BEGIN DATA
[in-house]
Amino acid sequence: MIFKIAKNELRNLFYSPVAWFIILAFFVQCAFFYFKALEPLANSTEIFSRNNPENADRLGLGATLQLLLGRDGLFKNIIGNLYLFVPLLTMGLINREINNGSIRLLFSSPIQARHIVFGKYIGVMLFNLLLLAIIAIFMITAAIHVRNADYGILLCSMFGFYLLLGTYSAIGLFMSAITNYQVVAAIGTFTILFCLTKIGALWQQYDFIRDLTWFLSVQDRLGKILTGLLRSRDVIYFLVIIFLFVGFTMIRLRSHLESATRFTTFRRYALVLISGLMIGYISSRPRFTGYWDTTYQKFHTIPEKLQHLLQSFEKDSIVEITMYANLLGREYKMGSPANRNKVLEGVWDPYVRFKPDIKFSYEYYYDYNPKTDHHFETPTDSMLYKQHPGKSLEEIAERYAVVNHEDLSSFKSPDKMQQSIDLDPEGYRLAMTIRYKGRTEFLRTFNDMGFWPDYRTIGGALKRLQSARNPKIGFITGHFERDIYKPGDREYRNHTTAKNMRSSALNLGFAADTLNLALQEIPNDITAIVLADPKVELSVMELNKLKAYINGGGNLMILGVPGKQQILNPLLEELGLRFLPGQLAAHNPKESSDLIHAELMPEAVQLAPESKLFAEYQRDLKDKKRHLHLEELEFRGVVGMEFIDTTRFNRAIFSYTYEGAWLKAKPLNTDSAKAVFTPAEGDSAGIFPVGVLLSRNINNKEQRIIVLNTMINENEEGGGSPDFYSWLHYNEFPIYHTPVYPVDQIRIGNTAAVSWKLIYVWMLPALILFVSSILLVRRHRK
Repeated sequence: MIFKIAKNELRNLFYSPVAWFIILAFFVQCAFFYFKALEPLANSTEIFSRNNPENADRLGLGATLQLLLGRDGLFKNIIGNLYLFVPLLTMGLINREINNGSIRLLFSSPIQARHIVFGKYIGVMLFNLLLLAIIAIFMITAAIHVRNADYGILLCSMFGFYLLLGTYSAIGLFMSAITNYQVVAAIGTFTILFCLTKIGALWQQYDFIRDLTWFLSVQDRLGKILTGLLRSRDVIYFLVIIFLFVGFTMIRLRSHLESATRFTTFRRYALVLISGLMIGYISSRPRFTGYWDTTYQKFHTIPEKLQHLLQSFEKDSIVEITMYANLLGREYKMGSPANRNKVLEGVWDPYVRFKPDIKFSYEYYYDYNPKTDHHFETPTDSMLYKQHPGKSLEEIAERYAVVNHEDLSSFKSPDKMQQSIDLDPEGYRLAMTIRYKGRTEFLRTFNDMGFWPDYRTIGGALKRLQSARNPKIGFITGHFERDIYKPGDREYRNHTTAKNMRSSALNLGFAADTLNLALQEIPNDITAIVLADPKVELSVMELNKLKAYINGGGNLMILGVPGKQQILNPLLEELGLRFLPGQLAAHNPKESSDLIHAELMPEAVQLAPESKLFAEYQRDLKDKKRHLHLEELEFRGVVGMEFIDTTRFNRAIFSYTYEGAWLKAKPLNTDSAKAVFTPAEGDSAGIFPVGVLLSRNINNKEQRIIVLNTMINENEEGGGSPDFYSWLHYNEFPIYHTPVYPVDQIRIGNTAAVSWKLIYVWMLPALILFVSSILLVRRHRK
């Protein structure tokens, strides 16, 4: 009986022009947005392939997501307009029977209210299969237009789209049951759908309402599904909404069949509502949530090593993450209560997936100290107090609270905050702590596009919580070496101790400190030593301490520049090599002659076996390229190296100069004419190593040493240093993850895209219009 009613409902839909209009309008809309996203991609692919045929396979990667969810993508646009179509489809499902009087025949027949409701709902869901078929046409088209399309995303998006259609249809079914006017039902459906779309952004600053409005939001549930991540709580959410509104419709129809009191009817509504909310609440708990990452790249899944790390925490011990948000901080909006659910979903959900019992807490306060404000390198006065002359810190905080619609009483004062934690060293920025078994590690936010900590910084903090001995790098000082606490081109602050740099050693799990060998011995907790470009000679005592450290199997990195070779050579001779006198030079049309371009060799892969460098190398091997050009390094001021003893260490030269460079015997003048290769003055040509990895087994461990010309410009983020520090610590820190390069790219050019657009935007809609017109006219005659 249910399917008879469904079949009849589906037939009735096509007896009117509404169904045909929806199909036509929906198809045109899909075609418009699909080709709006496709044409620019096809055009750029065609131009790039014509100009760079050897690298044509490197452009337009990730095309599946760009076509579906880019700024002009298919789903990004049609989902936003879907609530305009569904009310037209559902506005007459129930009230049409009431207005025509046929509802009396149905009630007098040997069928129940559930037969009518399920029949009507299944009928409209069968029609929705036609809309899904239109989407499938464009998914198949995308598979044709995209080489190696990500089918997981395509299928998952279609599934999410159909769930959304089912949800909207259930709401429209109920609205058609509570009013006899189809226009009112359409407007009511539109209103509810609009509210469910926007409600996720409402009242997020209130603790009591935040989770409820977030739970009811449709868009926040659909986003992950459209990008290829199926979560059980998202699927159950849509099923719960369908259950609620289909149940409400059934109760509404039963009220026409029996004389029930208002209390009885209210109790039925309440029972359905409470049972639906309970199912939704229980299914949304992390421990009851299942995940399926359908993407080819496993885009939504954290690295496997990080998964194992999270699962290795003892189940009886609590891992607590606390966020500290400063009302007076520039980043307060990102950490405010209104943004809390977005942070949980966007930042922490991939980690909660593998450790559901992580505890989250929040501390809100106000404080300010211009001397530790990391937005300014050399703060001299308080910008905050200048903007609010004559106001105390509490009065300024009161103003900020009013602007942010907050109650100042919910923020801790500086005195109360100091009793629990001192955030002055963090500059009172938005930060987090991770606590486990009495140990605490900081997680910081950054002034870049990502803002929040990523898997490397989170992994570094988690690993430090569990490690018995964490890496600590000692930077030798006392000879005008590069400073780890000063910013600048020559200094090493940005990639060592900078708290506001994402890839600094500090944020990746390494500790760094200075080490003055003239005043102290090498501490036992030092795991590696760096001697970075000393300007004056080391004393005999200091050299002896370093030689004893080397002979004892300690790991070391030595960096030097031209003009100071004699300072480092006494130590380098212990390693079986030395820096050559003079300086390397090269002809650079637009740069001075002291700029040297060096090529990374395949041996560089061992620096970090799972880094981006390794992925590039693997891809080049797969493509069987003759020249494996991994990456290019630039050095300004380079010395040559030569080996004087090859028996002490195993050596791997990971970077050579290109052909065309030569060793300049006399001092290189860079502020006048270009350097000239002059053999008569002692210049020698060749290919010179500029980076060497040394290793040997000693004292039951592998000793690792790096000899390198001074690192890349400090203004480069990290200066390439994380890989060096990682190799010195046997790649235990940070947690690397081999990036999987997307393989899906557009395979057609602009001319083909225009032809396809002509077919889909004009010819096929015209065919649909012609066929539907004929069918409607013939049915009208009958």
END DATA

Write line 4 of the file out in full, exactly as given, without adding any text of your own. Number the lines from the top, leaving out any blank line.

């Protein structure tokens, strides 16, 4: 009986022009947005392939997501307009029977209210299969237009789209049951759908309402599904909404069949509502949530090593993450209560997936100290107090609270905050702590596009919580070496101790400190030593301490520049090599002659076996390229190296100069004419190593040493240093993850895209219009 009613409902839909209009309008809309996203991609692919045929396979990667969810993508646009179509489809499902009087025949027949409701709902869901078929046409088209399309995303998006259609249809079914006017039902459906779309952004600053409005939001549930991540709580959410509104419709129809009191009817509504909310609440708990990452790249899944790390925490011990948000901080909006659910979903959900019992807490306060404000390198006065002359810190905080619609009483004062934690060293920025078994590690936010900590910084903090001995790098000082606490081109602050740099050693799990060998011995907790470009000679005592450290199997990195070779050579001779006198030079049309371009060799892969460098190398091997050009390094001021003893260490030269460079015997003048290769003055040509990895087994461990010309410009983020520090610590820190390069790219050019657009935007809609017109006219005659 249910399917008879469904079949009849589906037939009735096509007896009117509404169904045909929806199909036509929906198809045109899909075609418009699909080709709006496709044409620019096809055009750029065609131009790039014509100009760079050897690298044509490197452009337009990730095309599946760009076509579906880019700024002009298919789903990004049609989902936003879907609530305009569904009310037209559902506005007459129930009230049409009431207005025509046929509802009396149905009630007098040997069928129940559930037969009518399920029949009507299944009928409209069968029609929705036609809309899904239109989407499938464009998914198949995308598979044709995209080489190696990500089918997981395509299928998952279609599934999410159909769930959304089912949800909207259930709401429209109920609205058609509570009013006899189809226009009112359409407007009511539109209103509810609009509210469910926007409600996720409402009242997020209130603790009591935040989770409820977030739970009811449709868009926040659909986003992950459209990008290829199926979560059980998202699927159950849509099923719960369908259950609620289909149940409400059934109760509404039963009220026409029996004389029930208002209390009885209210109790039925309440029972359905409470049972639906309970199912939704229980299914949304992390421990009851299942995940399926359908993407080819496993885009939504954290690295496997990080998964194992999270699962290795003892189940009886609590891992607590606390966020500290400063009302007076520039980043307060990102950490405010209104943004809390977005942070949980966007930042922490991939980690909660593998450790559901992580505890989250929040501390809100106000404080300010211009001397530790990391937005300014050399703060001299308080910008905050200048903007609010004559106001105390509490009065300024009161103003900020009013602007942010907050109650100042919910923020801790500086005195109360100091009793629990001192955030002055963090500059009172938005930060987090991770606590486990009495140990605490900081997680910081950054002034870049990502803002929040990523898997490397989170992994570094988690690993430090569990490690018995964490890496600590000692930077030798006392000879005008590069400073780890000063910013600048020559200094090493940005990639060592900078708290506001994402890839600094500090944020990746390494500790760094200075080490003055003239005043102290090498501490036992030092795991590696760096001697970075000393300007004056080391004393005999200091050299002896370093030689004893080397002979004892300690790991070391030595960096030097031209003009100071004699300072480092006494130590380098212990390693079986030395820096050559003079300086390397090269002809650079637009740069001075002291700029040297060096090529990374395949041996560089061992620096970090799972880094981006390794992925590039693997891809080049797969493509069987003759020249494996991994990456290019630039050095300004380079010395040559030569080996004087090859028996002490195993050596791997990971970077050579290109052909065309030569060793300049006399001092290189860079502020006048270009350097000239002059053999008569002692210049020698060749290919010179500029980076060497040394290793040997000693004292039951592998000793690792790096000899390198001074690192890349400090203004480069990290200066390439994380890989060096990682190799010195046997790649235990940070947690690397081999990036999987997307393989899906557009395979057609602009001319083909225009032809396809002509077919889909004009010819096929015209065919649909012609066929539907004929069918409607013939049915009208009958």